The Secrets to Making Non-Awkward Eye Contact
You know how important first impressions are—especially in an interview. And you’ve probably also heard that, during these critical moments, one of best ways to leave a lasting impact is to make eye contact.
Unfortunately, all that emphasis on first impressions and eye contact probably isn’t helping you stay calm, cool, and collected when you’re first introduced to a hiring manager. In fact, I’ve noticed that making eye contact seems to be in this special space where people are simultaneously hyper aware that it is important and completely unable to do anything about it to make it better.
So, is there anything you can do to make sure those crucial first minutes go smoothly? Absolutely.
First of all, don’t be that person who stares deeply into your interviewer’s eyes—the entire interview with minimal blinking. Too much eye contact is just as bad, if not worse than limited eye contact.
But also don’t go to the other extreme and pick a random object on your interviewer’s desk to keep looking back at when you don’t know where to direct your gaze. I once interviewed someone who spent the entire interview looking at my business card holder—and talking to my business card holder. It didn’t make a great impression.
Instead, go for a happy medium. One trick I’ve learned, first written about by Dale Carnegie, is to look at your interviewer’s eyes long enough to register what color they are before looking away. For whatever reason, this amount of time feels natural—and effectively mimics those lucky non-awkward people who can do this instinctively.
Career expert Kara Ronin gives a similar tip for making eye contact that doesn’t feel forced or creepy:
If you feel a bit awkward staring into someone else’s eyes, try this little trick: Draw an imaginary inverted triangle on the other person’s face around their eyes and mouth. During the conversation, change your gaze every five to 10 seconds from one point on the triangle to another. This will make you look interested and engrossed in the conversation.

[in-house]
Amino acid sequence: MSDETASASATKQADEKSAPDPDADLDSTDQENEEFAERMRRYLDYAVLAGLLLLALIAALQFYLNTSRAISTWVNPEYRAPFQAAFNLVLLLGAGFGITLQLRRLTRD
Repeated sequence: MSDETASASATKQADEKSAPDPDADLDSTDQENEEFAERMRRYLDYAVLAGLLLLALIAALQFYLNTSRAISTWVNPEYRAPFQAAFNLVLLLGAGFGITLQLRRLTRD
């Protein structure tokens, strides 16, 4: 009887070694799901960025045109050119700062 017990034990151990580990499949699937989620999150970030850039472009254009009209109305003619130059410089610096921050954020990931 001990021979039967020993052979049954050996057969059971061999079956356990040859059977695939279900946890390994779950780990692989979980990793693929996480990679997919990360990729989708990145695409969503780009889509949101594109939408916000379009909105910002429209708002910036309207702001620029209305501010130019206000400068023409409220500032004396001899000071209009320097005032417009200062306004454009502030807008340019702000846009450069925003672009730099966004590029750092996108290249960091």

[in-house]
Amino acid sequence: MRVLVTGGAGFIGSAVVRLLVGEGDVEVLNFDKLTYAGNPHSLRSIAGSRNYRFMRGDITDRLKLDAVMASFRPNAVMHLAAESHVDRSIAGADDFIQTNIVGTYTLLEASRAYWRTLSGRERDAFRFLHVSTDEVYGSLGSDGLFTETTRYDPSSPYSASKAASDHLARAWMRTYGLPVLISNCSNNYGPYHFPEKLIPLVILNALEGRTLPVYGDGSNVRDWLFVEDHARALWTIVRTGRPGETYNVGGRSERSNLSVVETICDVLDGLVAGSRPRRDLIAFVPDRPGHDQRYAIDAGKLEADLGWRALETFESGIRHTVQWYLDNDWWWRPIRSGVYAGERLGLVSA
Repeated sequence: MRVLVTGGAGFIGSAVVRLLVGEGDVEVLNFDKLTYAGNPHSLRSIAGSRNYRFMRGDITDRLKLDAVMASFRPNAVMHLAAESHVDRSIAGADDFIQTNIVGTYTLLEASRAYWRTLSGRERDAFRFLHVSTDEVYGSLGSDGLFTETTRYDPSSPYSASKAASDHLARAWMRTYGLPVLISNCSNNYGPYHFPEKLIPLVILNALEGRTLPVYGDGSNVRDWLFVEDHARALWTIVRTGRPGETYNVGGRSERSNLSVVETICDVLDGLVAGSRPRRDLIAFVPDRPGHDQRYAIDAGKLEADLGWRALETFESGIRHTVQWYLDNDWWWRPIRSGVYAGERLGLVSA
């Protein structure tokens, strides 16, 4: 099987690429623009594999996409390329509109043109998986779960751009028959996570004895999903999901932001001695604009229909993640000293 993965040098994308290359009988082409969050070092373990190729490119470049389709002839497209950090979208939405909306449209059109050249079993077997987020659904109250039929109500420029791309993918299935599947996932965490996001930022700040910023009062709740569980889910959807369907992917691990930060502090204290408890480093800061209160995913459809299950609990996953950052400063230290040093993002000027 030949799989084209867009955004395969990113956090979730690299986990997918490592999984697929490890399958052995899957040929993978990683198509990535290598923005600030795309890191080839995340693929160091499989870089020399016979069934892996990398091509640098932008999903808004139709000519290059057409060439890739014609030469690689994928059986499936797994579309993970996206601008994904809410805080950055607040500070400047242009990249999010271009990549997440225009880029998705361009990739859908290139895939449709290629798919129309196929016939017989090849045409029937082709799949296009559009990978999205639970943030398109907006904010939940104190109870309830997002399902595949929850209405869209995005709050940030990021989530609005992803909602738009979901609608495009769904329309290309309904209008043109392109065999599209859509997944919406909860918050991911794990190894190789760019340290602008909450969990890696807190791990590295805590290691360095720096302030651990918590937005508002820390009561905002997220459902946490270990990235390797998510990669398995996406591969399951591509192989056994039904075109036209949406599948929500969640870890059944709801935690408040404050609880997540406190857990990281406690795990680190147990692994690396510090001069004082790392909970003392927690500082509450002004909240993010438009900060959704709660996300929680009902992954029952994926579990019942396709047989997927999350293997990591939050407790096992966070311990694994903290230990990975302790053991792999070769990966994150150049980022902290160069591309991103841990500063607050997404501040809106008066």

Of course, if eye contact is something you really struggle with, it can be hard to go from active avoidance to being a perfectly present conversationalist. To ease your transition, try first focusing your efforts on making eye contact when you are the listener in the conversation. Since you won’t be actively needing to figure out what you’re going to say next, you can spend more of your effort on eye contact. Once you get the hang of this, you can move on to making a more concerted effort when you’re the speaker.
With a little bit of practice, you’ll know how to make eye contact for the appropriate amount of time during introductions or conversations and can focus on the rest—giving a confident handshake, relaxing your shoulders, and smiling. It’ll all come naturally before you know it.
Photo of woman smiling courtesy of Shutterstock.
About The Author
Lily Zhang serves as a Career Development Specialist at MIT where she works with a range of students from undergraduates to PhDs on how to reach their career aspirations. When she's not indulging in a new book or video game, she's thinking about, talking about, or writing about careers. Follow her musings on Twitter @lzhng.